There is no NAT for IPv6 (as you think of NAT anyway). NAT was an $EXPLICATIVE temporary solution to IPv4 running out of addresses (a problem which didn't actually exist, and was solved before NAT was ever necessary, but history is 20/20). It adds nothing but complexity and would do little except cause headaches in IPv6 (we have so many IPv6 Address we unabashedly waste them). NAT66 does exist, and is meant to reduce the number of IPv6 addresses used by each host (it's normal for IPv6 hosts to have multiple addresses, IPv6 is somewhat different than IPv4 in many ways, this is one).
The Internet was supposed to be end-to-end routable, that is part of the reason IPv4 in invented and why it gained acceptance. That is not to say that all address on the Internet were supposed to be reachable. NAT breaks both. Firewalls add layers of security by breaking reachability, but normally that it's at the expense of routability.
You will want IPv6 in your networks as there is no way to specify an IPv6 endpoint with a IPv4 address. The other way around does work, which enables IPv6-only networks using DNS64 and NAT64 to access the IPv4 Internet still. It's actually possible today to ditch IPv4 all together, though it's a bit of hassle setting it up. It would be possible to proxy from IPv4 internal addresses to IPv6 servers. Adding and configuring a proxy server adds configuration, hardware, and maintenance costs to the network; usually much more than simply enabling IPv6.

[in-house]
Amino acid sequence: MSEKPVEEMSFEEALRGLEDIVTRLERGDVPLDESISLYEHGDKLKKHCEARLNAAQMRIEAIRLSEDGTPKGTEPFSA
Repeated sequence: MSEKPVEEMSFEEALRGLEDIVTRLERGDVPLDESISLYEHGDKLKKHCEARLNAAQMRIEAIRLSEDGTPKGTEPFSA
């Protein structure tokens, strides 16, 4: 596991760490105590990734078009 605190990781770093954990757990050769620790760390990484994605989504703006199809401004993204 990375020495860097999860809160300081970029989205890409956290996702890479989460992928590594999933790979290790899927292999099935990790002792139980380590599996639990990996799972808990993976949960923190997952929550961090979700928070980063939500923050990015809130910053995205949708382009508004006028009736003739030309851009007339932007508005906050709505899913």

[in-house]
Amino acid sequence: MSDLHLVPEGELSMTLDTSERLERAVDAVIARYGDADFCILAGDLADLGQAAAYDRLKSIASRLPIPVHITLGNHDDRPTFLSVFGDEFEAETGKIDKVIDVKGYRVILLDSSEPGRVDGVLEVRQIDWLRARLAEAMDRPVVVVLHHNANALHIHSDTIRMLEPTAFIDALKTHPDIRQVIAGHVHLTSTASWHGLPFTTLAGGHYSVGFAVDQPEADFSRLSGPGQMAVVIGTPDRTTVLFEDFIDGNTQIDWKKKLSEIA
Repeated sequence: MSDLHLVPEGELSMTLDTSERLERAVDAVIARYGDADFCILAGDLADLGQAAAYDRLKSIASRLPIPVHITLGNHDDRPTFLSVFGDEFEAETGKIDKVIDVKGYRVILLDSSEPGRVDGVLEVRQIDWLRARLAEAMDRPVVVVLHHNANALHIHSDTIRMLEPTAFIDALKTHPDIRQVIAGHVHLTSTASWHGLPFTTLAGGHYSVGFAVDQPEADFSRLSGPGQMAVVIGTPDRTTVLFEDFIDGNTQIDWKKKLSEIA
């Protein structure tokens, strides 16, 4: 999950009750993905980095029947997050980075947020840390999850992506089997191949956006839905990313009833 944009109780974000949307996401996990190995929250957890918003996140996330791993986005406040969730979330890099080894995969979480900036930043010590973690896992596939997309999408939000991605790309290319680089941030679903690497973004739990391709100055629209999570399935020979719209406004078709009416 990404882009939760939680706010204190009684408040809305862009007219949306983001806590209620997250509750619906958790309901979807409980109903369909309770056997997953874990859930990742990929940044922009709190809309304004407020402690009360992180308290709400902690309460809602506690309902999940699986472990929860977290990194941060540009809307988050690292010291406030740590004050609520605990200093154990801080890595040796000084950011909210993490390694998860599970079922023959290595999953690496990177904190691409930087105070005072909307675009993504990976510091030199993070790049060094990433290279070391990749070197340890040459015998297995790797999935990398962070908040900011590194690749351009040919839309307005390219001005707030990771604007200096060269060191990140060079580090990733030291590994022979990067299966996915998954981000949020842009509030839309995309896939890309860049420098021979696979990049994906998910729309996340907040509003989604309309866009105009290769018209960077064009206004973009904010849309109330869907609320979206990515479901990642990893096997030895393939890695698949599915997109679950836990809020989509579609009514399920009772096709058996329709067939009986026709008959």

NAT causes it's own problems too. The Router has to be capable of coordinating every connection running through it, keeping track of endpoints, ports, timeouts, and more. All that traffic is being funneled through that single point usually. Though it's possible to build redundant NAT routers, the technology is massively complex and generally expensive. Redundant simple routers are easy and cheap (comparatively). Also, to re-establish some of the routability, forwarding and translating rules have to be established on the NAT system. This still breaks protocols which embed IP addresses, such as SIP. UPNP, STUN, and other protocols were invented to help with this problem too - more complexity, more maintenance, more that could go wrong.